SNP MPs should not avoid independence marches 2023

MOST Under One Banner seems wrong, doesn’t it? Many Under One Banner improves but falls short. Numerous Under One Banner needs a noun.

The SNP’s top heid yins and a percentage of the membership will be in Dundee on June 24, thus all of Scotland’s Yes supporters will not attend the All Under One Banner (AUOB) march from Auld Stirling Brig to Bannockburn Field.

AUOB called the party’s postponed special independence convention date “reactionary and contemptuous” and “de facto anti-Yes behavior”.

After missing the Glasgow march on May 6 due to the King’s crowning, the organization invited First Minister Humza Yousaf to speak, which he may have accepted.

Instead, his office sent AUOB a “weird reply” before this second conflict. Perhaps they should have sought to lock in his June participation during the leadership election, when it was evident that even with all his effort, he could not attend two large daytime events in two nations simultaneously.

Some readers have argued that two huge independence festivities on one (hopefully sunny) Saturday in June is strong. Before leveraging the “enormous wealth of talent in the SNP and wider independence movement,” a slightly wounded SNP must gather and agree on a strategy for independence.

The leadership race showed huge party divisions—would a larger group give a better plan or just rammy?

Dundee’s Caird Hall has a maximum seating capacity of 2000, but losing so many marchers won’t decrease the effect of a summer march toward a historically significant battleground in a General Election year.

Theoretically, not everyone in Dundee on June 24 would have been in Stirling.

Jamie Hepburn told BBC Scotland’s Sunday Show that he spent that weekend (and “most weekends”) arguing for independence with his people, explaining why he did not join the latest Yes march.

I hope he spends most weekends unwinding and recharging after hectic weeks as a cabinet minister. SNP MPs shouldn’t campaign 24/7.

Presenter Martin Geissler wasn’t impressed with the response, claiming Hepburn may have attended to “put a hand across the divide” but didn’t because he and his colleagues didn’t like the others. “The last time I checked, they were Scottish National Party members,” he said of rally speakers Joanna Cherry and Ash Regan. Cynics could advise Hepburn to check regularly.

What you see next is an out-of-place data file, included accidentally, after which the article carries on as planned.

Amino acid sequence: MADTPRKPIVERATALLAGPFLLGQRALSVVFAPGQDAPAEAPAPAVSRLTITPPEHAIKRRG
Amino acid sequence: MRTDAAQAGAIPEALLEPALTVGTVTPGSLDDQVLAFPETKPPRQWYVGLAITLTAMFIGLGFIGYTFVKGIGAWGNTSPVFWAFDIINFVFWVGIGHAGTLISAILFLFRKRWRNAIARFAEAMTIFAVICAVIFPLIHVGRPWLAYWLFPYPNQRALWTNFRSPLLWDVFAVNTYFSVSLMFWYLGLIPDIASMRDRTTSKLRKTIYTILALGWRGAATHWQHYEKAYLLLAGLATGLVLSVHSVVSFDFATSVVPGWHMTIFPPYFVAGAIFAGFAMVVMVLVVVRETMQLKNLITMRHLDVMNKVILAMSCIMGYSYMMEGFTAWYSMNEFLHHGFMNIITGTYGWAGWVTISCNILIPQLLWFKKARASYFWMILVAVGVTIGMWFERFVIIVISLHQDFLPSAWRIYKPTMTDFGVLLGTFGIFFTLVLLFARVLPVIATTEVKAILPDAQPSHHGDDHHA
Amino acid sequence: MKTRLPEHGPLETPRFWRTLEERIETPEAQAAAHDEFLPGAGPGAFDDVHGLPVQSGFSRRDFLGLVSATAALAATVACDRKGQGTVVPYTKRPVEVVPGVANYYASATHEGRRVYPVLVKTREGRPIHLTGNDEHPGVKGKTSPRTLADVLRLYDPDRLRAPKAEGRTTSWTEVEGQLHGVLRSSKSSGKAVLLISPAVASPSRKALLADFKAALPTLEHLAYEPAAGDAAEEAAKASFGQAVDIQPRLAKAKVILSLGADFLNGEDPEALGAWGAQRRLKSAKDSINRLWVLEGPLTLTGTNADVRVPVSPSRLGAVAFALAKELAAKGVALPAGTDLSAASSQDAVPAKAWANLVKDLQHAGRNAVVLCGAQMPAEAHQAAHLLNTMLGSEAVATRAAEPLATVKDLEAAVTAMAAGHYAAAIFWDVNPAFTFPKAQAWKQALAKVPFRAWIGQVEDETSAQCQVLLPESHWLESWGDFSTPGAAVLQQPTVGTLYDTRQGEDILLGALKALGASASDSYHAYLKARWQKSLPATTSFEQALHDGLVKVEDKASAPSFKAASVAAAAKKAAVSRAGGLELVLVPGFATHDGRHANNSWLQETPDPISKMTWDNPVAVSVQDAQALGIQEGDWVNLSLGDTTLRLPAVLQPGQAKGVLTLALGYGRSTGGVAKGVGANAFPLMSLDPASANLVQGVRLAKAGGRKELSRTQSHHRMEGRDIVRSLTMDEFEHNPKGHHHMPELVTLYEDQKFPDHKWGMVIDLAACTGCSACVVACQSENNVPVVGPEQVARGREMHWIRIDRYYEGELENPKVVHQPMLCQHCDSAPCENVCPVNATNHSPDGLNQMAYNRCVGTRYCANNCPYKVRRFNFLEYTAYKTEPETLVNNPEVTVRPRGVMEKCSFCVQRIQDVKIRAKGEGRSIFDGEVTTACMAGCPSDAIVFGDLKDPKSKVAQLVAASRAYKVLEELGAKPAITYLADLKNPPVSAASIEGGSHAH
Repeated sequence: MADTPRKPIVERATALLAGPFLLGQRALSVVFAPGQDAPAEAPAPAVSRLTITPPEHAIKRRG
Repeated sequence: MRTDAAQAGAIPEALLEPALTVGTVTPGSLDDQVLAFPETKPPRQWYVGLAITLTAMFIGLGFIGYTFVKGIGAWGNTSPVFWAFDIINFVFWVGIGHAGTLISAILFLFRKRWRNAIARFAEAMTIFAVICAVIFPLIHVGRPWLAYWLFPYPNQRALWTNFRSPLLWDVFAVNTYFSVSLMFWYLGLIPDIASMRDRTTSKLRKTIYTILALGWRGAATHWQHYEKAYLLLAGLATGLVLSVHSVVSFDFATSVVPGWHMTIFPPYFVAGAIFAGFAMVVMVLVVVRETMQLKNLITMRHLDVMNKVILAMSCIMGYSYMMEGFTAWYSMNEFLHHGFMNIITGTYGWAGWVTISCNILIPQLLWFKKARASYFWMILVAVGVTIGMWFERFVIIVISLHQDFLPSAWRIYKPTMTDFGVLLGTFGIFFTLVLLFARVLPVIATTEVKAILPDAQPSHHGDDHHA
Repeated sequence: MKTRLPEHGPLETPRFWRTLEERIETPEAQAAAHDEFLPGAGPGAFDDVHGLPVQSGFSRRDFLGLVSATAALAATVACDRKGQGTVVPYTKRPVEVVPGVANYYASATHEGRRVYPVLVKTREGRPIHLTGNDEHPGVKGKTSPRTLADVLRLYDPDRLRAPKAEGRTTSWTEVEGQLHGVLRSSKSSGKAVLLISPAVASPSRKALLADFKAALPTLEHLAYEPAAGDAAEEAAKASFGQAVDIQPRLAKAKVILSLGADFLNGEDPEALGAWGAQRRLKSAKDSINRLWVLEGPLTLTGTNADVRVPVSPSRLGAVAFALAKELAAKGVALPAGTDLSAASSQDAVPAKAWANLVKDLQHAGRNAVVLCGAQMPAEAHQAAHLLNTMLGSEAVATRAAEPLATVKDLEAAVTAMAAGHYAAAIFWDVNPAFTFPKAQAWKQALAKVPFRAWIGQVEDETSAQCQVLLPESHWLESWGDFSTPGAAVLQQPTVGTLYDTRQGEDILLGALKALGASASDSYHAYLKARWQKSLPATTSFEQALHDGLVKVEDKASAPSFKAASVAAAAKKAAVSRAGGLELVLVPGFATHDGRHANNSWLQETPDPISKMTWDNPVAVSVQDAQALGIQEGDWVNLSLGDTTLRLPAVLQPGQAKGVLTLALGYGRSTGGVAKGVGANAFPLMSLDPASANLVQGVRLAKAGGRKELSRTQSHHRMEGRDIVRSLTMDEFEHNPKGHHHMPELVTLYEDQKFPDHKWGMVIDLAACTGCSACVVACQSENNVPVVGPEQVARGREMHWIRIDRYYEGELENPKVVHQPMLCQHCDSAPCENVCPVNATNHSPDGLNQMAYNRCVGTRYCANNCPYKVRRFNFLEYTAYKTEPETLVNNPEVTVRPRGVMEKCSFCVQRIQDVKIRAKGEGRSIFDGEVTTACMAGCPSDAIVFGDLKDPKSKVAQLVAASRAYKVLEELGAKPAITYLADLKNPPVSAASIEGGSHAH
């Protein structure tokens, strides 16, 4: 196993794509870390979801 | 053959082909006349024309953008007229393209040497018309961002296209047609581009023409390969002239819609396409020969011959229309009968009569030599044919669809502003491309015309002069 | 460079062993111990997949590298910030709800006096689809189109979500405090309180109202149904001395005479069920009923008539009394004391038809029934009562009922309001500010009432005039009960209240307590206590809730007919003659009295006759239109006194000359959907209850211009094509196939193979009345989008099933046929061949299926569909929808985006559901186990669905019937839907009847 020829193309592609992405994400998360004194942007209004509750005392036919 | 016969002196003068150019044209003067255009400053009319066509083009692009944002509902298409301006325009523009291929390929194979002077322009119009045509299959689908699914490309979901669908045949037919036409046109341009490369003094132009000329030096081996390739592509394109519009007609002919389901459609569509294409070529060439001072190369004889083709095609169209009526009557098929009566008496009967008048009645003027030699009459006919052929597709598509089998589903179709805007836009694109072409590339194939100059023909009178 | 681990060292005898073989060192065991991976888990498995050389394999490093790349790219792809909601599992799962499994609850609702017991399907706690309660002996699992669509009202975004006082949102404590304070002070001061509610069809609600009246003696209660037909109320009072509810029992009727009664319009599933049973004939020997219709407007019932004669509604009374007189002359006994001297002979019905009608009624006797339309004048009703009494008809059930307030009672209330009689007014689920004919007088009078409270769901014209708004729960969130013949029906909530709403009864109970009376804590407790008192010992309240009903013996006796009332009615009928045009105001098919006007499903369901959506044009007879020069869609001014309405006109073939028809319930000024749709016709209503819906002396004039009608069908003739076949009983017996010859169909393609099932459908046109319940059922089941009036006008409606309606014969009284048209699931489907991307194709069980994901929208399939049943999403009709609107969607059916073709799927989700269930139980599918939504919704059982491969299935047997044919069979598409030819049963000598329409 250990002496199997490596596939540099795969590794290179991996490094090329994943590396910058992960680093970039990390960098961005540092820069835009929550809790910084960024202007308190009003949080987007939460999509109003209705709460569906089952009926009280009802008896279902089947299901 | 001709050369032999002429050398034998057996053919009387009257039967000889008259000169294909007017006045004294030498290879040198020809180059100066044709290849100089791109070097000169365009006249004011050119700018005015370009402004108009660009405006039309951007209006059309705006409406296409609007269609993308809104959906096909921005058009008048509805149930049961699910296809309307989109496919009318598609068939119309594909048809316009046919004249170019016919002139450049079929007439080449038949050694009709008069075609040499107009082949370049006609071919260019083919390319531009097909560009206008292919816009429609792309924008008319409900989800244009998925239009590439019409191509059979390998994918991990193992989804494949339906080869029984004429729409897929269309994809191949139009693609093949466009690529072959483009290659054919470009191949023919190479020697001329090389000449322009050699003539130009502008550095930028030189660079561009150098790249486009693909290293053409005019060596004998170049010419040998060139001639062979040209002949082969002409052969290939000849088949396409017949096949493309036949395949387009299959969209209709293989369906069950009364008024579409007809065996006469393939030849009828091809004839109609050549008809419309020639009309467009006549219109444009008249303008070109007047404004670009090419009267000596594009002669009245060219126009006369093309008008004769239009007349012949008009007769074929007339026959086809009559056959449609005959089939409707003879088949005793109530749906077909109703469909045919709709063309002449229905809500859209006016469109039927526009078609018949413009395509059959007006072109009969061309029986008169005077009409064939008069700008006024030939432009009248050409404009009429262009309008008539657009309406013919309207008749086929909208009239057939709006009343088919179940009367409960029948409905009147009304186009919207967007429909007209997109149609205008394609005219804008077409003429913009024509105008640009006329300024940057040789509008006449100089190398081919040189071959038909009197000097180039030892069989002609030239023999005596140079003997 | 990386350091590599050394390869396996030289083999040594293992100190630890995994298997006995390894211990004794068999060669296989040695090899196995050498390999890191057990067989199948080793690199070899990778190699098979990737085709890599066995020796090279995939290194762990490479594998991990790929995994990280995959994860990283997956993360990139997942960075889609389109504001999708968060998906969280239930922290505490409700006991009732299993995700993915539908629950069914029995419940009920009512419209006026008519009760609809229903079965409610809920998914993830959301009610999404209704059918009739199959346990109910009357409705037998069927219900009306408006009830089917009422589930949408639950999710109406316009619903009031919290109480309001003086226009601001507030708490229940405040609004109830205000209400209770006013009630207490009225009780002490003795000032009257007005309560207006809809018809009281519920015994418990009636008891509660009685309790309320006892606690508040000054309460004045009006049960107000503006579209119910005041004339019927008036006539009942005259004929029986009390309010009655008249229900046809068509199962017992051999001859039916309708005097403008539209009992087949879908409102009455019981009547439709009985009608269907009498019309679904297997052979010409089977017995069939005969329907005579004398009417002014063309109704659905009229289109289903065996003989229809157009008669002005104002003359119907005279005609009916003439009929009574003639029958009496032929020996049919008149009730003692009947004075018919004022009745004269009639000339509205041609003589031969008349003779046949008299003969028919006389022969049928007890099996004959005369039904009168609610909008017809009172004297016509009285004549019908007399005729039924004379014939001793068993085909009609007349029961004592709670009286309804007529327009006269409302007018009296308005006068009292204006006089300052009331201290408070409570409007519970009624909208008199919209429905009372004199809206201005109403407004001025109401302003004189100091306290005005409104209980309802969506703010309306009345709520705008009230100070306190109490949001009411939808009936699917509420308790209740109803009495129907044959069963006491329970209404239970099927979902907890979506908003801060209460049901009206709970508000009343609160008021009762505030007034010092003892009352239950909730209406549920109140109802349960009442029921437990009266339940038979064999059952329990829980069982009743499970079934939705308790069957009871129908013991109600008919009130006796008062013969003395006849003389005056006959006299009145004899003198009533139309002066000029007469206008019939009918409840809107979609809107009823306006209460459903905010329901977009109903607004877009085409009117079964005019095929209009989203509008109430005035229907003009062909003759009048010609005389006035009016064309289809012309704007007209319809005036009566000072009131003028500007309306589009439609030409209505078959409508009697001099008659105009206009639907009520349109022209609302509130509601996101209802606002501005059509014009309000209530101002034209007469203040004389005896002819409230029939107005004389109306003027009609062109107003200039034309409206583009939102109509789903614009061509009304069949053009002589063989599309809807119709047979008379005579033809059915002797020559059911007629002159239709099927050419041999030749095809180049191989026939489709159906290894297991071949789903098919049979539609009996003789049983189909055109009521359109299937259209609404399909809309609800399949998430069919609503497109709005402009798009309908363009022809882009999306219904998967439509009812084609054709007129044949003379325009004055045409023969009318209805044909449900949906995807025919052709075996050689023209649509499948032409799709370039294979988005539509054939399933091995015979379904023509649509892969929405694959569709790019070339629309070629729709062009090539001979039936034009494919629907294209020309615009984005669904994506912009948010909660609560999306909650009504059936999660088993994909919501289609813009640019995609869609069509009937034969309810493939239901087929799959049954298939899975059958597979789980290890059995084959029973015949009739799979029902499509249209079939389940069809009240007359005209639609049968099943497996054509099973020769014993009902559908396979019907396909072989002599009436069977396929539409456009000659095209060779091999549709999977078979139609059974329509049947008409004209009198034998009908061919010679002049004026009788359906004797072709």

Geissler’s question implied that a Scottish Government representative appearing at an AUOB gathering would be significant and convey a clear statement. How come?

A party leader addressing thousands of independence supporters at a rally should not be contentious. Why should it be perceived as a hand to everyone else doing the same that day?

After the 2014 vote, Labour lawmakers “stood shoulder to shoulder” with Conservatives to defend the Union. This partnership with political opponents for a shared purpose was proposed to leave a lasting mark.

Since then, society has increasingly judged “sharing a platform” with someone who expresses divergent viewpoints on a variety of issues reprehensible, even if the platform is used to confront and criticize.

Are the SNP so worried about being accused of standing “shoulder to shoulder” with Alex Salmond (and even some of their own colleagues) that the FM and his Cabinet colleagues will continue to avoid AUOB events, perhaps even making up excuses to be elsewhere?

Who would protest if a government minister was photographed with the Alba Party leader? Some newspapers, but not the majority of Yes supporters, who may not favor Salmond but recognize his freedom to advocate for independence and acknowledge that others would vote for him.

Geissler’s framing—that attending the same event as another political person signifies endorsing them or “putting a hand out”—should be rejected. A big flag doesn’t require shoulder-to-shoulder combat.

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